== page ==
Curbside Creamery is still on target to open in Temescal Alley. Photo: Emilie Raguso
Earl Grey: a tea variety from Curbside. Photo: Emilie Raguso
Earl Grey: a tea variety from Curbside. Photo: Emilie Raguso

“I’m trying to have the quality of the modern ice cream shop without the salted olive oil and goat cheese flavors. I want to be a bit more family friendly,” she said. “I want to be gourmet, but accessible.”

The flavor she’s most proud of is a cinnamon brown sugar ripple, for which she uses fresh cinnamon sticks, and she does a few tea-inspired flavors as well.

Her cream comes from Straus dairy, and her fruit comes from organic local farms.

She will still make her ice cream in Uptown Kitchens, on 22nd and Broadway in Oakland, where her ice cream maker lives.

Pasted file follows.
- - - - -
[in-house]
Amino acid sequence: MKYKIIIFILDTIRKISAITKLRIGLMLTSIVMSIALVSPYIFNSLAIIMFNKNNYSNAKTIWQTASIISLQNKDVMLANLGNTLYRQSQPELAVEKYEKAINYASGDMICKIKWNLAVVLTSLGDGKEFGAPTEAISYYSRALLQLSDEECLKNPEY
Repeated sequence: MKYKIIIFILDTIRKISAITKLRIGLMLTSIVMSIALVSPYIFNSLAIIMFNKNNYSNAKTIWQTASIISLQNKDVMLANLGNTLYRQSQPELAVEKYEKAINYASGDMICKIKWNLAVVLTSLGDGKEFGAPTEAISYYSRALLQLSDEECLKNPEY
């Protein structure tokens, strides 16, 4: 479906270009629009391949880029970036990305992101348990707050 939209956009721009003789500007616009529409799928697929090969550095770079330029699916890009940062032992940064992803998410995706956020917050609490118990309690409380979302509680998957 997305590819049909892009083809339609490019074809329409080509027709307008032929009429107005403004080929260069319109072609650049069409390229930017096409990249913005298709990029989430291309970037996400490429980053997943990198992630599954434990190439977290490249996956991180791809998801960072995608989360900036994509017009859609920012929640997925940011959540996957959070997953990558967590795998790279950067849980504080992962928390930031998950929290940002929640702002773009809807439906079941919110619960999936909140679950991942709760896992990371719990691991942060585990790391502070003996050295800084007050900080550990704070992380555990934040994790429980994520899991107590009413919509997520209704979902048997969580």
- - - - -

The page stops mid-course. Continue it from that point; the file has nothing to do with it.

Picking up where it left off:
When the store opens, she plans to offer cones — both gluten-free and regular — and sandwiches made on cookies from Little Ladybug Bakery, which is also based in Oakland.

Future plans include ginger ale floats and soft serve with sprinkles, but that’s for later on down the line. Given the size of her shop, she’ll have to keep it simple.

“My original thing I fell in love with was cashew-based soft serve, and I love soft serve with sprinkles,” she said.

Doughnut Dolly Oakland, Temescal Alley. Photo: Nancy Rubin
Doughnut Dolly Oakland: another popular snack shop in Temescal Alley. Photo: Nancy Rubin

Curbside’s hours will be later than the two other food purveyors in the alley, which are not open in the evenings.

In the mornings and afternoons, visit Doughnut Dolly, which offers hand-filled to order yeasted donuts, with such fillings as “naughty cream,” made with vanilla bean and crème fraiche, chocolate cream or jams.

A second location in West Berkeley is opening next week at Gilman and Ninth streets and the Gilman District shopping complex across from an in-development Whole Foods Market. (According to a tipster on Twitter, that location will open Wednesday, Aug. 6, at 7 a.m. at 1313 Ninth St.)

The CRO Cafe, Temescal Alley. Photo: Nancy Rubin